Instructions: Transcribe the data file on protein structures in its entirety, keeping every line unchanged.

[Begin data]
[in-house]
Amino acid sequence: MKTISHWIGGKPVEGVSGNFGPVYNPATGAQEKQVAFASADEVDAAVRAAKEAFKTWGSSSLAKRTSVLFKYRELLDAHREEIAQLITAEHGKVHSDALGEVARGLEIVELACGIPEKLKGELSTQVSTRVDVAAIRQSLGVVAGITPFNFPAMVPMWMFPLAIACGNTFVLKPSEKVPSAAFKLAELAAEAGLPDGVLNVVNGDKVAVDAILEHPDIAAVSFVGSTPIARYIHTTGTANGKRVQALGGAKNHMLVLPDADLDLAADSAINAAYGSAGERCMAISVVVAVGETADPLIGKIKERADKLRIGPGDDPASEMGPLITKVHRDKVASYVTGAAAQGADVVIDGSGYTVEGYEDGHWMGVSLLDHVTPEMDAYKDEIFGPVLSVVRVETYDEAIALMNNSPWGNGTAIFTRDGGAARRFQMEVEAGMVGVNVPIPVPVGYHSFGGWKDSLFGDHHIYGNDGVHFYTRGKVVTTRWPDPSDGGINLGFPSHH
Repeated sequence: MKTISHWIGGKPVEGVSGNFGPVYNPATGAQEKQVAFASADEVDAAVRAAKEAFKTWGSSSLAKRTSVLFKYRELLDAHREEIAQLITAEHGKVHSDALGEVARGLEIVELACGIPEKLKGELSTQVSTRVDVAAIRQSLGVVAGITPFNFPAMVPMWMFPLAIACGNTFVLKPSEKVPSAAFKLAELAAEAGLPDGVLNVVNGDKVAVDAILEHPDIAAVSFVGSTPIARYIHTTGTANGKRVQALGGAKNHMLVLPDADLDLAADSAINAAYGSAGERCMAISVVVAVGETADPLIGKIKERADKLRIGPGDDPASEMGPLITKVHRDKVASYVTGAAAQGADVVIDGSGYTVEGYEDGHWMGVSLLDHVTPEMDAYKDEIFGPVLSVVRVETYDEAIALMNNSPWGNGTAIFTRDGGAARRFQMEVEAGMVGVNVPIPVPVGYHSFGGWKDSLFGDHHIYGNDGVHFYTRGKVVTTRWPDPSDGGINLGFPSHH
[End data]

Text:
[in-house]
Amino acid sequence: MKTISHWIGGKPVEGVSGNFGPVYNPATGAQEKQVAFASADEVDAAVRAAKEAFKTWGSSSLAKRTSVLFKYRELLDAHREEIAQLITAEHGKVHSDALGEVARGLEIVELACGIPEKLKGELSTQVSTRVDVAAIRQSLGVVAGITPFNFPAMVPMWMFPLAIACGNTFVLKPSEKVPSAAFKLAELAAEAGLPDGVLNVVNGDKVAVDAILEHPDIAAVSFVGSTPIARYIHTTGTANGKRVQALGGAKNHMLVLPDADLDLAADSAINAAYGSAGERCMAISVVVAVGETADPLIGKIKERADKLRIGPGDDPASEMGPLITKVHRDKVASYVTGAAAQGADVVIDGSGYTVEGYEDGHWMGVSLLDHVTPEMDAYKDEIFGPVLSVVRVETYDEAIALMNNSPWGNGTAIFTRDGGAARRFQMEVEAGMVGVNVPIPVPVGYHSFGGWKDSLFGDHHIYGNDGVHFYTRGKVVTTRWPDPSDGGINLGFPSHH
Repeated sequence: MKTISHWIGGKPVEGVSGNFGPVYNPATGAQEKQVAFASADEVDAAVRAAKEAFKTWGSSSLAKRTSVLFKYRELLDAHREEIAQLITAEHGKVHSDALGEVARGLEIVELACGIPEKLKGELSTQVSTRVDVAAIRQSLGVVAGITPFNFPAMVPMWMFPLAIACGNTFVLKPSEKVPSAAFKLAELAAEAGLPDGVLNVVNGDKVAVDAILEHPDIAAVSFVGSTPIARYIHTTGTANGKRVQALGGAKNHMLVLPDADLDLAADSAINAAYGSAGERCMAISVVVAVGETADPLIGKIKERADKLRIGPGDDPASEMGPLITKVHRDKVASYVTGAAAQGADVVIDGSGYTVEGYEDGHWMGVSLLDHVTPEMDAYKDEIFGPVLSVVRVETYDEAIALMNNSPWGNGTAIFTRDGGAARRFQMEVEAGMVGVNVPIPVPVGYHSFGGWKDSLFGDHHIYGNDGVHFYTRGKVVTTRWPDPSDGGINLGFPSHH